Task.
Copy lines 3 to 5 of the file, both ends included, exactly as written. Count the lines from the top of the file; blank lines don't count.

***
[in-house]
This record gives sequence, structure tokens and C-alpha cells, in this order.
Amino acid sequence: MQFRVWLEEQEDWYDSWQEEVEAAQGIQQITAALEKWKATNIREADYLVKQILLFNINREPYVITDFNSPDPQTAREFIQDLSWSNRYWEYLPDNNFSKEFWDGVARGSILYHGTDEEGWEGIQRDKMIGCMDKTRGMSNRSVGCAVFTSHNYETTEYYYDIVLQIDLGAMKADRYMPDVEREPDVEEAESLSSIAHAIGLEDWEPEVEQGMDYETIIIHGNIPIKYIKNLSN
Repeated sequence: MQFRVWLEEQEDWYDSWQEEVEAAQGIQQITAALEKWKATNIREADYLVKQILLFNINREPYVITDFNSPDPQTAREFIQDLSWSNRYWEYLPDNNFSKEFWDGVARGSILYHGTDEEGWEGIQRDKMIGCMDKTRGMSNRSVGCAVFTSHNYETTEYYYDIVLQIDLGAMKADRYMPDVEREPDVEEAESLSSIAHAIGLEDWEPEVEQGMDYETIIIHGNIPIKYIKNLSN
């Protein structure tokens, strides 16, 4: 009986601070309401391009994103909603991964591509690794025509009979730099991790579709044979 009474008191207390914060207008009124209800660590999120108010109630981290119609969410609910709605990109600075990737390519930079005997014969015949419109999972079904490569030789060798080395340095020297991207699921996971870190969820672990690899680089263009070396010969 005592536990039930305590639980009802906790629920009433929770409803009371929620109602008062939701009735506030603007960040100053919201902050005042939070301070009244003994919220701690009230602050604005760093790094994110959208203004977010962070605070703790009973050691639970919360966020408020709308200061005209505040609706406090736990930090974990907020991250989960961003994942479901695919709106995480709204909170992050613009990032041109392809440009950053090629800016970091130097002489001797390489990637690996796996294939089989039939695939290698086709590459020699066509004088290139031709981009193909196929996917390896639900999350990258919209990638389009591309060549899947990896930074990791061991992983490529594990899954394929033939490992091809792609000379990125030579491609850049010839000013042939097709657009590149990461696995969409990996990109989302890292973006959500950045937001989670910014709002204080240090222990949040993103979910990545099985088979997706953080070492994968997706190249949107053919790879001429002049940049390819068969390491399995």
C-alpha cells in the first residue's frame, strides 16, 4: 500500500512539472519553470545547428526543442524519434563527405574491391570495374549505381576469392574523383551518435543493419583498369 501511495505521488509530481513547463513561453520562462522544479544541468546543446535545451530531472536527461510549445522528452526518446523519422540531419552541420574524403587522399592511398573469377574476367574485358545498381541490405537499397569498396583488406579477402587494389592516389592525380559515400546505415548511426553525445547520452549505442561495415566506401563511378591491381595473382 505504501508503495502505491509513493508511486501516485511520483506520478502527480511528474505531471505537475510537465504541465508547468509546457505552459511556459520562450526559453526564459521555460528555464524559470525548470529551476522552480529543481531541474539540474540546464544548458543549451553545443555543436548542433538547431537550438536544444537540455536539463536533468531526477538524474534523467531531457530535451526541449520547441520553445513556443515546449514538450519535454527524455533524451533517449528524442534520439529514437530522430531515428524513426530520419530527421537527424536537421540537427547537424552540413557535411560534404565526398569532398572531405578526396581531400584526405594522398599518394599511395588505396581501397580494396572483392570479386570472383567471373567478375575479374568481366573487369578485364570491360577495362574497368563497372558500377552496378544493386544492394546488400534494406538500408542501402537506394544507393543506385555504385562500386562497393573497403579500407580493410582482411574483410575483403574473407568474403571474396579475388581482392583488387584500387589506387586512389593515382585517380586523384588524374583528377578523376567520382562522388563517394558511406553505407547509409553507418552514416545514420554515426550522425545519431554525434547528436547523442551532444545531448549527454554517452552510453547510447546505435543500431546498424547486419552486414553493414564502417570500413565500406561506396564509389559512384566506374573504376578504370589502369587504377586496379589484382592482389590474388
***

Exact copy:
Amino acid sequence: MQFRVWLEEQEDWYDSWQEEVEAAQGIQQITAALEKWKATNIREADYLVKQILLFNINREPYVITDFNSPDPQTAREFIQDLSWSNRYWEYLPDNNFSKEFWDGVARGSILYHGTDEEGWEGIQRDKMIGCMDKTRGMSNRSVGCAVFTSHNYETTEYYYDIVLQIDLGAMKADRYMPDVEREPDVEEAESLSSIAHAIGLEDWEPEVEQGMDYETIIIHGNIPIKYIKNLSN
Repeated sequence: MQFRVWLEEQEDWYDSWQEEVEAAQGIQQITAALEKWKATNIREADYLVKQILLFNINREPYVITDFNSPDPQTAREFIQDLSWSNRYWEYLPDNNFSKEFWDGVARGSILYHGTDEEGWEGIQRDKMIGCMDKTRGMSNRSVGCAVFTSHNYETTEYYYDIVLQIDLGAMKADRYMPDVEREPDVEEAESLSSIAHAIGLEDWEPEVEQGMDYETIIIHGNIPIKYIKNLSN
């Protein structure tokens, strides 16, 4: 009986601070309401391009994103909603991964591509690794025509009979730099991790579709044979 009474008191207390914060207008009124209800660590999120108010109630981290119609969410609910709605990109600075990737390519930079005997014969015949419109999972079904490569030789060798080395340095020297991207699921996971870190969820672990690899680089263009070396010969 005592536990039930305590639980009802906790629920009433929770409803009371929620109602008062939701009735506030603007960040100053919201902050005042939070301070009244003994919220701690009230602050604005760093790094994110959208203004977010962070605070703790009973050691639970919360966020408020709308200061005209505040609706406090736990930090974990907020991250989960961003994942479901695919709106995480709204909170992050613009990032041109392809440009950053090629800016970091130097002489001797390489990637690996796996294939089989039939695939290698086709590459020699066509004088290139031709981009193909196929996917390896639900999350990258919209990638389009591309060549899947990896930074990791061991992983490529594990899954394929033939490992091809792609000379990125030579491609850049010839000013042939097709657009590149990461696995969409990996990109989302890292973006959500950045937001989670910014709002204080240090222990949040993103979910990545099985088979997706953080070492994968997706190249949107053919790879001429002049940049390819068969390491399995």